Earlier I wrote about a unit that I planned for teaching students how to write thank-you notes. Now that I've started the unit, I am so happy with how it's going! Parents responded enthusiastically to the letters that I sent home asking for addresses and stamp donations.
And students enjoyed reading about letters from the past. I pulled out some of the old letters that I have on hand (read here about how I used them to teach about inferences). We looked at the letters and talked about how some features have stayed the same, while others have changed. Why do letters still have greetings? Why do we not use hot wax to seal letters anymore? (Thank goodness.)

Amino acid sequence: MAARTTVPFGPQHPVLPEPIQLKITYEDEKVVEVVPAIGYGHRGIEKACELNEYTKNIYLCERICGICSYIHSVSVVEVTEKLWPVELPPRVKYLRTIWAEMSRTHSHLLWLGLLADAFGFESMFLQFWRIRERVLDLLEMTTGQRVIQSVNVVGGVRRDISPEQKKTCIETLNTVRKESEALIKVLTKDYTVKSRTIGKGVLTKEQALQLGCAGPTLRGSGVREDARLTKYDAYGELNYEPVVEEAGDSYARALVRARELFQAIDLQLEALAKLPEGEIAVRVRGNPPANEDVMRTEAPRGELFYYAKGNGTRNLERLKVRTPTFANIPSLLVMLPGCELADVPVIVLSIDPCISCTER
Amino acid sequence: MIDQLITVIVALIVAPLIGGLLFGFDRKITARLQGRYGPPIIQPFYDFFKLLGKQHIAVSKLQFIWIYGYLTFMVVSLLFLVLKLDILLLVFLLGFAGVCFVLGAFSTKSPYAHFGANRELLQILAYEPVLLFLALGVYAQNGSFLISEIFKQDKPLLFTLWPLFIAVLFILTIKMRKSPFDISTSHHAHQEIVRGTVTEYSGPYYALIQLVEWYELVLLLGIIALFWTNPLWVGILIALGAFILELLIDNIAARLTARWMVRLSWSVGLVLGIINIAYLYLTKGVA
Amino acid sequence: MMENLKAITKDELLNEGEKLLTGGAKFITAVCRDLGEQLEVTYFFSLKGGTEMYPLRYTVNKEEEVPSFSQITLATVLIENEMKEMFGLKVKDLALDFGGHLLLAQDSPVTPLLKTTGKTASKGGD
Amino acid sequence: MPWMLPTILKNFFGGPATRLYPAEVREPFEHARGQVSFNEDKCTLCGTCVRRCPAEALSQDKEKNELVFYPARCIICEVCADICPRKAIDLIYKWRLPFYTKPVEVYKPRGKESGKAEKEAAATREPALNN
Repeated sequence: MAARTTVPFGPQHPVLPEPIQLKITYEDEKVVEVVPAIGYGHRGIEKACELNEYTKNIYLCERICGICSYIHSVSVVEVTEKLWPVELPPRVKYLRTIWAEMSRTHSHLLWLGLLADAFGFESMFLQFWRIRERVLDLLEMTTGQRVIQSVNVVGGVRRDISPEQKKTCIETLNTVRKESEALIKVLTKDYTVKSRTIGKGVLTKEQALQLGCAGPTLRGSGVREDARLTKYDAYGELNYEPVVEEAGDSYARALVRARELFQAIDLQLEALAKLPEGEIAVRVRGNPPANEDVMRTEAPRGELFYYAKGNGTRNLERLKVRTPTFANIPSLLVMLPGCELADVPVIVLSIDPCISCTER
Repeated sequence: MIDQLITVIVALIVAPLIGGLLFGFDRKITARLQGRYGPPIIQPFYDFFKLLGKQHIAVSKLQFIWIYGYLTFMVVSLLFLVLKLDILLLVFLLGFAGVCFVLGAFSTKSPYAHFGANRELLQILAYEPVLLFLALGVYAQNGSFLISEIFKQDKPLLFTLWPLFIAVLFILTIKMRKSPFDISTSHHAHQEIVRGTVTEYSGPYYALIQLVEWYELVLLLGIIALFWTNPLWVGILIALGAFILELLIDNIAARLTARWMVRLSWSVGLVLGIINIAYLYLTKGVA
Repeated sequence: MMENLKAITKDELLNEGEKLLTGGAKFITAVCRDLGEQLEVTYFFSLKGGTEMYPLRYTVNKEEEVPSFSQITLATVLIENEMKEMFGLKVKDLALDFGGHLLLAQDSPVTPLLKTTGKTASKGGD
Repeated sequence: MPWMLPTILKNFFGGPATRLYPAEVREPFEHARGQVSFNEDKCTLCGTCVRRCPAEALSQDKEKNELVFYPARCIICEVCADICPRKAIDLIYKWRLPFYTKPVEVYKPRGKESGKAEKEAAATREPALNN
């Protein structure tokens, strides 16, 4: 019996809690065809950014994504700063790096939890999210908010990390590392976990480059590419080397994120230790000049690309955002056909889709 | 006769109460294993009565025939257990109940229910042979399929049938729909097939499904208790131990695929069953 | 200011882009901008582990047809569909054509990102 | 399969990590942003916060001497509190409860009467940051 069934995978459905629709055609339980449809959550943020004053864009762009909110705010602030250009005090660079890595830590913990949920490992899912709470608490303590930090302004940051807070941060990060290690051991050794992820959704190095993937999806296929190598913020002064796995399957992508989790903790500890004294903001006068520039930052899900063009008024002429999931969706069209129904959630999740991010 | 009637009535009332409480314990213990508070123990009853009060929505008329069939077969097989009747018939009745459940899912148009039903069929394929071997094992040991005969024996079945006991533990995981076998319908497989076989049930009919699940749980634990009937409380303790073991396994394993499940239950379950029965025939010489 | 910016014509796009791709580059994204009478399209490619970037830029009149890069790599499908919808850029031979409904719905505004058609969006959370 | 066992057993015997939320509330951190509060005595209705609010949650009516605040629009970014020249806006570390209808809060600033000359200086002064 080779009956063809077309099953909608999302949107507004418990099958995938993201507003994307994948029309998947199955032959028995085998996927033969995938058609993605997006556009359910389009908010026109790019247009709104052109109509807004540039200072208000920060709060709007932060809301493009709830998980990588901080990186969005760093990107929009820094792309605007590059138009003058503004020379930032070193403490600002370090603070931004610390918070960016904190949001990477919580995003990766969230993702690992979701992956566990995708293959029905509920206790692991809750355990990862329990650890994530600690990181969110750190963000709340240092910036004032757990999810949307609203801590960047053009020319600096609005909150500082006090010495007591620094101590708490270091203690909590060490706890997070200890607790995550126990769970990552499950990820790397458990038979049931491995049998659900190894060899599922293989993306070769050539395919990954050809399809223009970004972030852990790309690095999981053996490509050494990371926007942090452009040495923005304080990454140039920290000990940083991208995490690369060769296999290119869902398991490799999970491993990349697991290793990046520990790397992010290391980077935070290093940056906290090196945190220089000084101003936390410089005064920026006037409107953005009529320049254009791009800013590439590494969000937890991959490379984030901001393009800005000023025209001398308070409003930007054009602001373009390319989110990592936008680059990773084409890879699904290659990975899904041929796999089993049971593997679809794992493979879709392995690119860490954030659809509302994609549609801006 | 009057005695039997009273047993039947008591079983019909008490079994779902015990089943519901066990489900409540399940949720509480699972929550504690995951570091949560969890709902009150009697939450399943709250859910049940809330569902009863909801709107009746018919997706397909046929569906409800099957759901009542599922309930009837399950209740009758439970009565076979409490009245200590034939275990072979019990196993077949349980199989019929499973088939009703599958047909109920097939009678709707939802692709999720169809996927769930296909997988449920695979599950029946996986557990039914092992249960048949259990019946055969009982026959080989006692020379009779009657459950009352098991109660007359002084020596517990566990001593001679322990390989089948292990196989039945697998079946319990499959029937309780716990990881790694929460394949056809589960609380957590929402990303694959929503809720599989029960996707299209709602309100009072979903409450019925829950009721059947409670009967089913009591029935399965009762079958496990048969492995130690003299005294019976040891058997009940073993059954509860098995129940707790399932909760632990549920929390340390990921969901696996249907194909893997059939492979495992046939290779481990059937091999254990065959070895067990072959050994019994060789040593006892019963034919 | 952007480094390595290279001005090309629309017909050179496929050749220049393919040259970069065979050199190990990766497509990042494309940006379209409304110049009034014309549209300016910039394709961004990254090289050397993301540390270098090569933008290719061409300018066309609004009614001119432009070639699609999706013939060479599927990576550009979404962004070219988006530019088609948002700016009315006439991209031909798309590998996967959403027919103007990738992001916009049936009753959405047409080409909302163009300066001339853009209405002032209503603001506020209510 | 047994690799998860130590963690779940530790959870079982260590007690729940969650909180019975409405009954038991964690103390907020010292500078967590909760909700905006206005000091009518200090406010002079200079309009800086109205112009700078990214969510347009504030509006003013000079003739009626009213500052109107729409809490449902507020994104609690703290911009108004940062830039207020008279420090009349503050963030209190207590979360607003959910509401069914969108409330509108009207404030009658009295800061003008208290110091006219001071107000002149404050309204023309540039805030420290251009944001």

When it was time to write, students jumped right in. Some of them struggled with the form of letters--we'll work on this in the next few days! Others, though, struggled with the rhetorical task of letter writing. How to express greetings to a grandmother you see every day? How to start out a letter to someone you hardly know?
At the end of class, we shared their writing challenges and successes. For students who were frustrated, I told them, "You are joining a long line of letter writers, through the centuries, who have had trouble with getting started writing a letter." There is something that is so neat about joining a club of writers!